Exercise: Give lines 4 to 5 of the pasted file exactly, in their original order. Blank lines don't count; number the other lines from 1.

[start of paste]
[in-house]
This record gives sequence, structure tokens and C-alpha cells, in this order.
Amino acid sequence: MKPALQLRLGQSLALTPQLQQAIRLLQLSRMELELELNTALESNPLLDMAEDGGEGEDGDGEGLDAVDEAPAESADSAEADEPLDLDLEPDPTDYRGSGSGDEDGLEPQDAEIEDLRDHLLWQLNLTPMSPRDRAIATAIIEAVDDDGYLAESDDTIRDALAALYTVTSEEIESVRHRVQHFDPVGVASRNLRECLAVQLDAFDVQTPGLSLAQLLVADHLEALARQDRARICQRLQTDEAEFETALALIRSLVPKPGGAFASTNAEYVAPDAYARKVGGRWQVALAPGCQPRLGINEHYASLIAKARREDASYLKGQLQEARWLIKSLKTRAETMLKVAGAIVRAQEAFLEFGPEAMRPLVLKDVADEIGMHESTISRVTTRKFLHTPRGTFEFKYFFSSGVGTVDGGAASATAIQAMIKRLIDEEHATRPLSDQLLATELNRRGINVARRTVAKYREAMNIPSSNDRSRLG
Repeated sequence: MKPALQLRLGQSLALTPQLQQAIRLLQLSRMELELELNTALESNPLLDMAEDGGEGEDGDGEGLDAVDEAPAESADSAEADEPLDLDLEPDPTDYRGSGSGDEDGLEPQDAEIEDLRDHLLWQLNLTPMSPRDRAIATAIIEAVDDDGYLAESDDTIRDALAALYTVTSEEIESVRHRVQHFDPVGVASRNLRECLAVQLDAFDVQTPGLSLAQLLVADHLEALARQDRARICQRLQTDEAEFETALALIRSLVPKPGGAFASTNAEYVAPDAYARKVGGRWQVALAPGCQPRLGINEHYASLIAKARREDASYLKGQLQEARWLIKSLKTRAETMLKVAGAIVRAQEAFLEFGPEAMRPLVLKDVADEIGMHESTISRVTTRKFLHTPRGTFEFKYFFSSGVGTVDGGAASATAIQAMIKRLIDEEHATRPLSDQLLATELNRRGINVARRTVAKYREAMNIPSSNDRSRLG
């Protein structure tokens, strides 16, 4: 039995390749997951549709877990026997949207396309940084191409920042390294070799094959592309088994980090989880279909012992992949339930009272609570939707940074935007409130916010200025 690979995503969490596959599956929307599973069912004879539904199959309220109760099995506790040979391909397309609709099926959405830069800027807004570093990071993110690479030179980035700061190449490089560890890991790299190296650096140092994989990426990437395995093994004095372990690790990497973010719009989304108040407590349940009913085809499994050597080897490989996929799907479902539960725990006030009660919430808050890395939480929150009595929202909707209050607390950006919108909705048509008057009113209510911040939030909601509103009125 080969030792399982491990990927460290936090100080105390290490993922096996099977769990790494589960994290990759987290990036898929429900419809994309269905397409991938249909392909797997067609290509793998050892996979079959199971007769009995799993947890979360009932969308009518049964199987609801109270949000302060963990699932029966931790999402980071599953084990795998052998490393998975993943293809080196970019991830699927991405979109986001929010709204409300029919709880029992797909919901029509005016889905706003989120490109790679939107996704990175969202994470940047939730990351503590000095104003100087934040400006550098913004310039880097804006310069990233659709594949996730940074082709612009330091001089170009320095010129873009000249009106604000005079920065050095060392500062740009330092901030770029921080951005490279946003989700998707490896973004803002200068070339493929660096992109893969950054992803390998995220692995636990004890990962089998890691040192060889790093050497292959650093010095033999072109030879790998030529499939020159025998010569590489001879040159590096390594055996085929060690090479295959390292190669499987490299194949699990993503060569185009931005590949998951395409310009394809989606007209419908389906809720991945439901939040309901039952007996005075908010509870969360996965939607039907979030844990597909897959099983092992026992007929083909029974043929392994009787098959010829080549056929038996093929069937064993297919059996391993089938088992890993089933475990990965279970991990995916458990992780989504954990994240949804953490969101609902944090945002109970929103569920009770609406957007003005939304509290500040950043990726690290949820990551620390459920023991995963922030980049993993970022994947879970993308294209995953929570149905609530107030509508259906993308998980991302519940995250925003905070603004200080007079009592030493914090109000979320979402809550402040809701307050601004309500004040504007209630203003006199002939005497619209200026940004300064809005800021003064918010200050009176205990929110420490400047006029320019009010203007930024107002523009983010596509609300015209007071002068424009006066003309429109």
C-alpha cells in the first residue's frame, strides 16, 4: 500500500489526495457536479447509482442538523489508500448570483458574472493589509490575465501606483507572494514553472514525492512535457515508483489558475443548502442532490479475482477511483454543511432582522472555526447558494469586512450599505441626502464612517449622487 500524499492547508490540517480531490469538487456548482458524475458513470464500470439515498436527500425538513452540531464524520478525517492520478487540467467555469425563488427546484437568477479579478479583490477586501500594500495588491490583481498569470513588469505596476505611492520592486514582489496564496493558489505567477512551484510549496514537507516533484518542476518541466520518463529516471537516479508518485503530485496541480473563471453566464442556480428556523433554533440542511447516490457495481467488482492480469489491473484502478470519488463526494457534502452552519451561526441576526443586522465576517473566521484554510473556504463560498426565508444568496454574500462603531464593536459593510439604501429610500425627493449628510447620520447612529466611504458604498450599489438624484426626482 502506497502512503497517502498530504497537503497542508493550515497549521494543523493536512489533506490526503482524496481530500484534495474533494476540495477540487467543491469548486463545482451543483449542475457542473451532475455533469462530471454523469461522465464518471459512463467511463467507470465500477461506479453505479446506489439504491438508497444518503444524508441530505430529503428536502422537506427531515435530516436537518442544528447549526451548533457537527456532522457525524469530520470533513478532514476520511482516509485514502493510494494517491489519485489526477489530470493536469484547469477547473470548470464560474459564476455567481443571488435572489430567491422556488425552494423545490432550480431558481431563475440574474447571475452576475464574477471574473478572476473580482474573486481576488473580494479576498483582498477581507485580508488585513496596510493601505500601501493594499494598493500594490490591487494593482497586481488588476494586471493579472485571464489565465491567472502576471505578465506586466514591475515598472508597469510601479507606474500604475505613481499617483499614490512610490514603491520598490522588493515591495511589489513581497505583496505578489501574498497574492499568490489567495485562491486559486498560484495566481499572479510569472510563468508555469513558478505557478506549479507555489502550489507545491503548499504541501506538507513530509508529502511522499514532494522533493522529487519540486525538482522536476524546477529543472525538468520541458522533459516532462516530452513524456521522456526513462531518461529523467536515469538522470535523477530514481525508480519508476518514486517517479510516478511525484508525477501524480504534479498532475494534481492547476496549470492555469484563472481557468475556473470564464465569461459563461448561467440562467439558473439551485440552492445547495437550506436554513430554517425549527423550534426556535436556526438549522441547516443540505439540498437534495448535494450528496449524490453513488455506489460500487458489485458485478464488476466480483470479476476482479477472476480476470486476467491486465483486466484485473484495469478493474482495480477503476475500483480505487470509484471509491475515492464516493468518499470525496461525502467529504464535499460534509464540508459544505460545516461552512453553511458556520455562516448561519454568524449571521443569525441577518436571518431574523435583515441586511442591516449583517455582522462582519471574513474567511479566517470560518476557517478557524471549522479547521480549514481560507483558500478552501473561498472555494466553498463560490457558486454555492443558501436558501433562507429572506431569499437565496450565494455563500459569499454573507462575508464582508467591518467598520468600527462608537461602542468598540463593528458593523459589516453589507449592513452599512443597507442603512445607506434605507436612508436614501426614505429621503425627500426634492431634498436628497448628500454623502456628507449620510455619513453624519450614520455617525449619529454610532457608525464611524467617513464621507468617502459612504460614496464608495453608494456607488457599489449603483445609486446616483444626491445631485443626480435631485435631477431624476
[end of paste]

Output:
Repeated sequence: MKPALQLRLGQSLALTPQLQQAIRLLQLSRMELELELNTALESNPLLDMAEDGGEGEDGDGEGLDAVDEAPAESADSAEADEPLDLDLEPDPTDYRGSGSGDEDGLEPQDAEIEDLRDHLLWQLNLTPMSPRDRAIATAIIEAVDDDGYLAESDDTIRDALAALYTVTSEEIESVRHRVQHFDPVGVASRNLRECLAVQLDAFDVQTPGLSLAQLLVADHLEALARQDRARICQRLQTDEAEFETALALIRSLVPKPGGAFASTNAEYVAPDAYARKVGGRWQVALAPGCQPRLGINEHYASLIAKARREDASYLKGQLQEARWLIKSLKTRAETMLKVAGAIVRAQEAFLEFGPEAMRPLVLKDVADEIGMHESTISRVTTRKFLHTPRGTFEFKYFFSSGVGTVDGGAASATAIQAMIKRLIDEEHATRPLSDQLLATELNRRGINVARRTVAKYREAMNIPSSNDRSRLG
């Protein structure tokens, strides 16, 4: 039995390749997951549709877990026997949207396309940084191409920042390294070799094959592309088994980090989880279909012992992949339930009272609570939707940074935007409130916010200025 690979995503969490596959599956929307599973069912004879539904199959309220109760099995506790040979391909397309609709099926959405830069800027807004570093990071993110690479030179980035700061190449490089560890890991790299190296650096140092994989990426990437395995093994004095372990690790990497973010719009989304108040407590349940009913085809499994050597080897490989996929799907479902539960725990006030009660919430808050890395939480929150009595929202909707209050607390950006919108909705048509008057009113209510911040939030909601509103009125 080969030792399982491990990927460290936090100080105390290490993922096996099977769990790494589960994290990759987290990036898929429900419809994309269905397409991938249909392909797997067609290509793998050892996979079959199971007769009995799993947890979360009932969308009518049964199987609801109270949000302060963990699932029966931790999402980071599953084990795998052998490393998975993943293809080196970019991830699927991405979109986001929010709204409300029919709880029992797909919901029509005016889905706003989120490109790679939107996704990175969202994470940047939730990351503590000095104003100087934040400006550098913004310039880097804006310069990233659709594949996730940074082709612009330091001089170009320095010129873009000249009106604000005079920065050095060392500062740009330092901030770029921080951005490279946003989700998707490896973004803002200068070339493929660096992109893969950054992803390998995220692995636990004890990962089998890691040192060889790093050497292959650093010095033999072109030879790998030529499939020159025998010569590489001879040159590096390594055996085929060690090479295959390292190669499987490299194949699990993503060569185009931005590949998951395409310009394809989606007209419908389906809720991945439901939040309901039952007996005075908010509870969360996965939607039907979030844990597909897959099983092992026992007929083909029974043929392994009787098959010829080549056929038996093929069937064993297919059996391993089938088992890993089933475990990965279970991990995916458990992780989504954990994240949804953490969101609902944090945002109970929103569920009770609406957007003005939304509290500040950043990726690290949820990551620390459920023991995963922030980049993993970022994947879970993308294209995953929570149905609530107030509508259906993308998980991302519940995250925003905070603004200080007079009592030493914090109000979320979402809550402040809701307050601004309500004040504007209630203003006199002939005497619209200026940004300064809005800021003064918010200050009176205990929110420490400047006029320019009010203007930024107002523009983010596509609300015209007071002068424009006066003309429109």